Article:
Sistas With(out) Voices: Smoczynska Revisits Case Study of Antisocial Twins
Poland’s Agnieszka Smoczynska makes her English language debut with third feature The Silent Twins, based on British journalist Marjorie Wallace’s 1986 expose on June and Jennifer Gibbons, identical Welsh twin girls whose dysfunctional development led to a spate of crime and eventual indefinite incarceration. In a tale where foreignness plays a key part in lack of understanding, since the Gibbons family were of West Indian descent, Smoczynska doesn’t seem entirely inappropriate as a figure removed from either culture.
Based on her previous two films, there are intersecting similarities, such as the fantastical mermaid sisters of her celebrated debut The Lure (2015) and a woman suffering from memory loss struggling to accept the family who’s reclaimed her in 2018’s Fugue (read review). However, much like Wallace’s text, which takes liberties in creating a third person consciousness for the sisters from childhood onward, the extravagant yet Smoczynska’s overly mannered fantastical elements, meant to animate their interiority, tends to create estrangement from the subjects. Paired with Andrea Siegel’s script, which is either sobering or morose, it’s a dour affair despite attempts in production design.
June and Jennifer Gibbons were the second to youngest children of Gloria and Audrey Gibbons who moved from Barbados to Wales in the 1960s, their father part of the RAF and working as an air traffic controller. The only black family in the community, they kept to themselves, which might be part of the reason the twins quickly developed their own secret language with another as children, refusing to speak or make eye contact with anyone else, including parents and siblings. As eleven year olds, their secret world poses a problem for school administrators, and a therapist (Michael Smiley) is brought in for assistance. Since the girls still won’t respond, they are separated briefly, but this worsens the scenario for both of them. Graduating high school (now played by Letitia Wight and Tamara Lawrence), the pair continue their secret world in their childhood room, obsessed with becoming published authors. After various rejections of their short stories, they decide to experience romance as a way to generate passion in their writing. They’re soon obsessed with a local young man who introduces them to sex and drugs, but when his family moves away, their devastation spins out of control and results in a crime spree lasting several weeks, wherein petty theft, vandalism and arson ends with indefinite incarceration at Broadmoor hospital. The women spend eleven years languishing in the hospital until journalist Marjorie Wallace (Jodhi May), takes an intense interest in their rehabilitation and release.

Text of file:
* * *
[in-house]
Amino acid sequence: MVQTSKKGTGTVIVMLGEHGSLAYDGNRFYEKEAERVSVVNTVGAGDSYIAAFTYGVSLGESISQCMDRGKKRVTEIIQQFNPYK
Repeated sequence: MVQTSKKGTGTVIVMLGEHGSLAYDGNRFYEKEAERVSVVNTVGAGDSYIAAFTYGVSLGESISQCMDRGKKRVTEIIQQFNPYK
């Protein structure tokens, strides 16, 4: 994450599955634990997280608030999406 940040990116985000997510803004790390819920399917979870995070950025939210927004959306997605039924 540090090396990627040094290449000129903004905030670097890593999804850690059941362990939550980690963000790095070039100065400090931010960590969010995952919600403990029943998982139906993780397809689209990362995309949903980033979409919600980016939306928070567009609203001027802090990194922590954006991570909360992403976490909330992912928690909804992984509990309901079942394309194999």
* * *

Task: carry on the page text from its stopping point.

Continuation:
Every now and then, the unique personalities of June and Jennifer break through, mostly thanks to the performances of Letitia Wright and Tamara Lawrence. But seeing as they serve as one another’s captors and saviors in a highly dysfunctional symbiotic attachment, the film’s approach too demurely approaches them.
While the stop motion figures representing one of their obsessive imaginative periods from childhood does add visual flair, they’re like the sweet spots in a dry pastry and too often feel reminiscent to something Peter Jackson did with the lesbian teen girl murderers in Heavenly Creatures (1994), also based on a true story. For what makes The Silent Twins so interesting is the identity crisis which was allowed to reach a point of no psychological return thanks to a host culture vastly under equipped with understanding them and a native culture who views twins as excusably strange. Smoczynska’s version doesn’t labour over Wallace’s intentions of how the criminal justice system and an archaic healthcare protocol were the twin institutions sealing their fate. Instead, Jodhi May merely pops up as Wallace herself towards the finale, mainly to supply interjections and hand wringing. Some of the film’s liberties seem odd, as in real life the young women were forced to undergo surgery for their speech impediment as a potential remedy for their behavior, while here the actors are forced to inhabit a particular speech pattern not directly explained.
The visual palette in their childhood years is a queasy world of green, with DP Jakub Kijowski (who lensed Smoczynska’s past two features) sometimes channeling the toxic vibe of the sickly sitcom caricatures in Oliver Stone’s Natural Born Killers (1994). Those who respond well to Smoczynska’s animated textures will likely find this more of a novel experience, though sometimes these detract, such as visualization of a sequence in June’s published novel, The Pepsi Cola Addict, in which her tortured protagonist drowns in a pool of the titular soda, furthering a silliness suggested by the title.
The incredible imagination of the twins is really the most fascinating element, having a creative capacity reminiscent of the isolated Bronte sisters. Smoczynska’s soundtrack selection is also appealing, using tracks by T. Rex and Soft Cell to paint a mood, and even Christmas music from Boney M. Ultimately, the film’s most compelling elements are downplayed or even obfuscated by visual accents, and The Silent Twins eventually feels like any number of psych ward subgenre melodramas.
Reviewed on May 24th at the 2022 Cannes Film Festival – Un Certain Regard. 112 Mins